Results 1 to 11 of 11
  1. #1

    Angry

    Hey guys I was just installing this trans in a split unit system and when you cycle the a/c to on the fan is spinning slower than it should as soon as the cool shuts off then the speed of the fan kicks up again. while i was installing it I accidently wired it for 240 and the trans hummed really loud so i shut it off and wired it for 120 now it seems as if I have degraded the life of the trans when it hummed so loud. So Im thinking that the trans can do the fan fine but, when i switch the unit to on and the trans has to provide for the thermostat and the contactor and the fan it just cant do it all now. what do you guys think?

    shaun a\c man

  2. #2
    That 24VAC secondary, guessing here, became a 48 VAC secondary for the duration of the mis-wire. Hard to tell what got damaged or degraded.

  3. #3
    Join Date
    Feb 2005
    Posts
    344

    acman0001

    It sounds like you are energizing more than one blower speed at the same time. Better check the wiring and/or board.

    The tranformer does not supply power for the blower. The over voltage probably damaged the control board if there is one.

    Pull the lead for the heat speed and see if the blower runs normally in cooling.

    Good luck...

  4. #4
    Join Date
    Oct 2004
    Posts
    3,400
    If he had 120v power supply, and hooked up a 240v tap from the transformer, wouldn't he have had only 12 volts?



  5. #5
    Join Date
    Feb 2005
    Posts
    344

    wildleg

    Sounds good to me. In any case check for two speeds trying to run at the same time,

  6. #6
    Maybe I'm missing something.....but why didn't you run 240? By split do you mean you were wiring the A/H up? If so...then I assume most are wired 240. You need to add that other leg for it to work. Are you wiring the high voltage into the heat strips or into the trans?

  7. #7
    Join Date
    Oct 2004
    Posts
    3,400
    From his original post, I assumed his indoor section was a gas furnace, supplied with 120v. He had installed a one-size-fits-all multitap transformer, and inadvertedly chosen the wrong tap.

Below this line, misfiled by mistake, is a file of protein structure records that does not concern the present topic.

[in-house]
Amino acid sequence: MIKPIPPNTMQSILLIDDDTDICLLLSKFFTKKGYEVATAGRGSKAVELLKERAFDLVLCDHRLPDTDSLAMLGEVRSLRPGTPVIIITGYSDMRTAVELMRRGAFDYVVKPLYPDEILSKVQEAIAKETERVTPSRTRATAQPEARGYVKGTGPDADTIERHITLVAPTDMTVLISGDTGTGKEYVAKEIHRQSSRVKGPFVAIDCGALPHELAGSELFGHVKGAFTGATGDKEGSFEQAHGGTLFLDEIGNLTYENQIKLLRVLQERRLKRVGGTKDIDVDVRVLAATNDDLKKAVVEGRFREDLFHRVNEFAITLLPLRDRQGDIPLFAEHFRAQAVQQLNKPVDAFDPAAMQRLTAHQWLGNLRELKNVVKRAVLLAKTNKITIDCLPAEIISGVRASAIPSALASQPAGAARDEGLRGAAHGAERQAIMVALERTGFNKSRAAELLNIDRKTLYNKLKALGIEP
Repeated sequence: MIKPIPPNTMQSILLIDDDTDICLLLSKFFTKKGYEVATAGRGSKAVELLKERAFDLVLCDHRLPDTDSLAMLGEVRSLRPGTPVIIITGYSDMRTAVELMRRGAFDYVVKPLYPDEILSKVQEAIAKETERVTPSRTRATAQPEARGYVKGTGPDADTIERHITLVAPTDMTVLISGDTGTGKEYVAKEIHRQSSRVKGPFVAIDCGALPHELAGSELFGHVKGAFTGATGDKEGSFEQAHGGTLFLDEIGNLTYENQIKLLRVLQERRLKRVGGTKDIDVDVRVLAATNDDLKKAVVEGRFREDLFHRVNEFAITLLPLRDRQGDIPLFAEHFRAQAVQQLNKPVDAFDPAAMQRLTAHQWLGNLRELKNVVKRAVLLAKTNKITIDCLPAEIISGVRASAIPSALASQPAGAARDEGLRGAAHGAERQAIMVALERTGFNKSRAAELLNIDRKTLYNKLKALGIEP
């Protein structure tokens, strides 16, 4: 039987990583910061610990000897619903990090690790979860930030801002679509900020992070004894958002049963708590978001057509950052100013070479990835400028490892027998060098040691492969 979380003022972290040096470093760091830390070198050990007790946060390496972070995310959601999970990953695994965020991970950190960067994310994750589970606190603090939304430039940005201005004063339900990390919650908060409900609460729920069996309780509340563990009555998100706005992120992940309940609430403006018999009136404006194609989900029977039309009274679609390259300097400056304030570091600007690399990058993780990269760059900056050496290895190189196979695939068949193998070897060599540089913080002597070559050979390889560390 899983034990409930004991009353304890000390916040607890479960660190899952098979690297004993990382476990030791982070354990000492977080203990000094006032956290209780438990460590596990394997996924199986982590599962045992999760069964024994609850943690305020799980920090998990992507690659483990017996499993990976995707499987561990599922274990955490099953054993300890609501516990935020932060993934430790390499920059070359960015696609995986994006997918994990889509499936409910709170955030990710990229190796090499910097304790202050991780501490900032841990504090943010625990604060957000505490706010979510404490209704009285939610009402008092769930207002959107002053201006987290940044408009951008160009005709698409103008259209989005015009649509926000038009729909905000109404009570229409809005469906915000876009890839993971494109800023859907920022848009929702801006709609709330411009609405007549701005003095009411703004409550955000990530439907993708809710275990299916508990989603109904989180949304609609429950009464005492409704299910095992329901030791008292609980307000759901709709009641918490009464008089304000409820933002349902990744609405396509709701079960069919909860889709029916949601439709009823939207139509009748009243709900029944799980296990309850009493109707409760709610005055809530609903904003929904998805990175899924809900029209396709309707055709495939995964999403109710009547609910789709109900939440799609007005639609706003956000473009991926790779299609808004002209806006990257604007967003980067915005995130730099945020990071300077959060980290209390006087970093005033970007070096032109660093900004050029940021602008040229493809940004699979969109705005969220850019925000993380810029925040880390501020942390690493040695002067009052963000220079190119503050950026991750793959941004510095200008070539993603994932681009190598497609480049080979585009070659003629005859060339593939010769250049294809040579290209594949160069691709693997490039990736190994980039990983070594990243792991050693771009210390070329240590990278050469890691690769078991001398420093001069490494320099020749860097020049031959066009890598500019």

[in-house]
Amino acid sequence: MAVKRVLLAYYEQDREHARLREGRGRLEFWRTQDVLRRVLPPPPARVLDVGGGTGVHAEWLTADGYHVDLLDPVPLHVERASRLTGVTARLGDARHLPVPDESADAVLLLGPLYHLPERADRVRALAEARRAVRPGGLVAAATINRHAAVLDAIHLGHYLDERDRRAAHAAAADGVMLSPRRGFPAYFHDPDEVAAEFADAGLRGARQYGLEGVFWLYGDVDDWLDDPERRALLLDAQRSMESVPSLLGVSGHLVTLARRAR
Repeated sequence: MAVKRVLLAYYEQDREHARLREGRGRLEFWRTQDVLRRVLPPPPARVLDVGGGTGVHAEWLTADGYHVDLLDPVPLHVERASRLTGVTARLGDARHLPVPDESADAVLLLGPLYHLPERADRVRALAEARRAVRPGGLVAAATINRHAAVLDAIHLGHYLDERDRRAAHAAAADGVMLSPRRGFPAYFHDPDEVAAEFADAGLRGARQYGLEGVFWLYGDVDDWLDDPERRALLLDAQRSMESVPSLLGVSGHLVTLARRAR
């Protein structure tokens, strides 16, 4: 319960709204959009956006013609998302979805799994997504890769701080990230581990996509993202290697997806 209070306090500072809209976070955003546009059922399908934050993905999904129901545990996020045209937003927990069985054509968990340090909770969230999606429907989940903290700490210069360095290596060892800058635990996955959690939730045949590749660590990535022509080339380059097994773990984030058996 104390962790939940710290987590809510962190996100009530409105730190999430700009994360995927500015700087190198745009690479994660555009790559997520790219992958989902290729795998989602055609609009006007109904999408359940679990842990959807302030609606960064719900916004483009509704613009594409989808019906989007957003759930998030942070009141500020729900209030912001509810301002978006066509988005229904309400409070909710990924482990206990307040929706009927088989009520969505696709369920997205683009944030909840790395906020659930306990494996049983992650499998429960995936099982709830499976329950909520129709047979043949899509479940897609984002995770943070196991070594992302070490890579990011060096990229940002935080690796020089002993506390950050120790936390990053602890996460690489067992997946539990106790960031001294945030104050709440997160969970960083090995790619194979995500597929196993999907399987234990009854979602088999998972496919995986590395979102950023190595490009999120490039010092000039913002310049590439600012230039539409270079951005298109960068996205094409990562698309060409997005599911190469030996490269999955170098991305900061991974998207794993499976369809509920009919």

If it is an electric furnace, then he needs the 240 volt tap, as he is now furnishing 48 volts.

    He's still got problems, but I don't think they are from a bad transformer. (I guess it could be, if the transformer is not developing 24 volts.)

    I have to ask, what killed the first transformer?

  8. #8
    Join Date
    Jun 2003
    Location
    Florida
    Posts
    9,548
    Originally posted by acman0001
    Hey guys I was just installing this trans in a split unit system and when you cycle the a/c to on the fan is spinning slower than it should as soon as the cool shuts off then the speed of the fan kicks up again. while i was installing it I accidently wired it for 240 and the trans hummed really loud so i shut it off and wired it for 120 now it seems as if I have degraded the life of the trans when it hummed so loud. So Im thinking that the trans can do the fan fine but, when i switch the unit to on and the trans has to provide for the thermostat and the contactor and the fan it just cant do it all now. what do you guys think?

    shaun a\c man

    After reading this post all I can say is WTF??? A/C shuts off, blower speeds up. Transformer has nothing to do with blower speed. You need to call a pro before you fry something.
    If everything was always done "by the book"....the book would never change.

  9. #9
    Join Date
    Jan 2001
    Posts
    8,225
    People should really be clearer in their posts... split system sounds like a heat pump but could very well be a furnace and blower..

    There should be a top posted and sticky post at the top of each section that tells the people contemplating posting a question that they need to be as detailed and specific as possible so that folks on here who are willing to help can give the best possible answer or solution.

  10. #10
    Wild leg:

    Transformer lesson using easy numbers.

    V1/V2 = N1/N2 where N1/N2 is the turns ratio.

    Say we have a transformer 125V:25V or a ratio of 5:1, so it steps down by a ratio of 1/5.

    So if we apply 250 V and we step down by a factor of 5, the secondary would be 250/5 or 50 volts.

    Transformers are perfectly happy working the other way to0. The same transformer can step up 25 volts to 125 volts if you reverse the primary and secondary. You can wire the secondaries in series and parallel. In parallel the secondaies must be the same voltage and the available current will be the sum of both. In series, the voltages can add or subtract depending on phase.

  11. #11
    Join Date
    May 2006
    Location
    Philadelphia, PA
    Posts
    1,398
    I think an experienced technician is needed here to see what's going on.
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